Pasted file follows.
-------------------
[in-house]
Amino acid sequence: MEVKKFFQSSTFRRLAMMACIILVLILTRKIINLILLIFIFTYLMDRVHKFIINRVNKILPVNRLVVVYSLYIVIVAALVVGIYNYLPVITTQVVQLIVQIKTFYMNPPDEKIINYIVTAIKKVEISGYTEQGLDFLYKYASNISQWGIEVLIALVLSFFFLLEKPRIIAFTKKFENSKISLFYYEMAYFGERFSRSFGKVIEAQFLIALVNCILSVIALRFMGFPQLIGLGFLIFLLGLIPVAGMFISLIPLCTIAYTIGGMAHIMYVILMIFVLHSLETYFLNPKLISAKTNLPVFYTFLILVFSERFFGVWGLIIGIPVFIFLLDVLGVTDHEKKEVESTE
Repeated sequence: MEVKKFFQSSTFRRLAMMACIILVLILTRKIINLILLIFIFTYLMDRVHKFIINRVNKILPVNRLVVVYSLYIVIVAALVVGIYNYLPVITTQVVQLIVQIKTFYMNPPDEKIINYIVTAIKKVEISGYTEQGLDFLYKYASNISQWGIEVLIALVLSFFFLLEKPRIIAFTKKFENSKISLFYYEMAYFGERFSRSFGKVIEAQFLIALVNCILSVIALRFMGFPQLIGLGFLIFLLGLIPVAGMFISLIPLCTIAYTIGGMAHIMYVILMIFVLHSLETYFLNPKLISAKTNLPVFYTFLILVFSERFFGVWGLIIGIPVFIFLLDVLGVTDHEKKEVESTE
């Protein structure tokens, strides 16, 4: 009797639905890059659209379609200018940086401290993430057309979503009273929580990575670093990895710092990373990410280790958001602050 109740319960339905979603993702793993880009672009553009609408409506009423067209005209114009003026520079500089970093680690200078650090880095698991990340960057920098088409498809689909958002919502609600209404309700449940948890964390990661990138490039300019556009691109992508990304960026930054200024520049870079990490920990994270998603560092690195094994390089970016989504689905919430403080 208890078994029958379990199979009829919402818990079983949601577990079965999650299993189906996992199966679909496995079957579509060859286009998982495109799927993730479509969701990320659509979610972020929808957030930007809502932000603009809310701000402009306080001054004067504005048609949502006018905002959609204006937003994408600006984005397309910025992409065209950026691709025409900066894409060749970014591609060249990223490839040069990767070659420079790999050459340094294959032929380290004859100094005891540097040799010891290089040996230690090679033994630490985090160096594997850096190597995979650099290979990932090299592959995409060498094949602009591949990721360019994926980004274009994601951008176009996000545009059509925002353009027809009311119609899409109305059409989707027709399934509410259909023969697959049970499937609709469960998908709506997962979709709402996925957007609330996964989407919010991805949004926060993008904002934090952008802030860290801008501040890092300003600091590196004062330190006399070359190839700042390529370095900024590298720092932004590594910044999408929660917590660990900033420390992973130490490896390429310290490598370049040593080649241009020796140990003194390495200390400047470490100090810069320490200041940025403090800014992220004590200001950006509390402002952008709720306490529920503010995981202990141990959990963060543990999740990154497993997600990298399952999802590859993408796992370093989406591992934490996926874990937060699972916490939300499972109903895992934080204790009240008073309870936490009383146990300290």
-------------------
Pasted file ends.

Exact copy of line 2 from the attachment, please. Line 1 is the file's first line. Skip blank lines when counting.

Amino acid sequence: MEVKKFFQSSTFRRLAMMACIILVLILTRKIINLILLIFIFTYLMDRVHKFIINRVNKILPVNRLVVVYSLYIVIVAALVVGIYNYLPVITTQVVQLIVQIKTFYMNPPDEKIINYIVTAIKKVEISGYTEQGLDFLYKYASNISQWGIEVLIALVLSFFFLLEKPRIIAFTKKFENSKISLFYYEMAYFGERFSRSFGKVIEAQFLIALVNCILSVIALRFMGFPQLIGLGFLIFLLGLIPVAGMFISLIPLCTIAYTIGGMAHIMYVILMIFVLHSLETYFLNPKLISAKTNLPVFYTFLILVFSERFFGVWGLIIGIPVFIFLLDVLGVTDHEKKEVESTE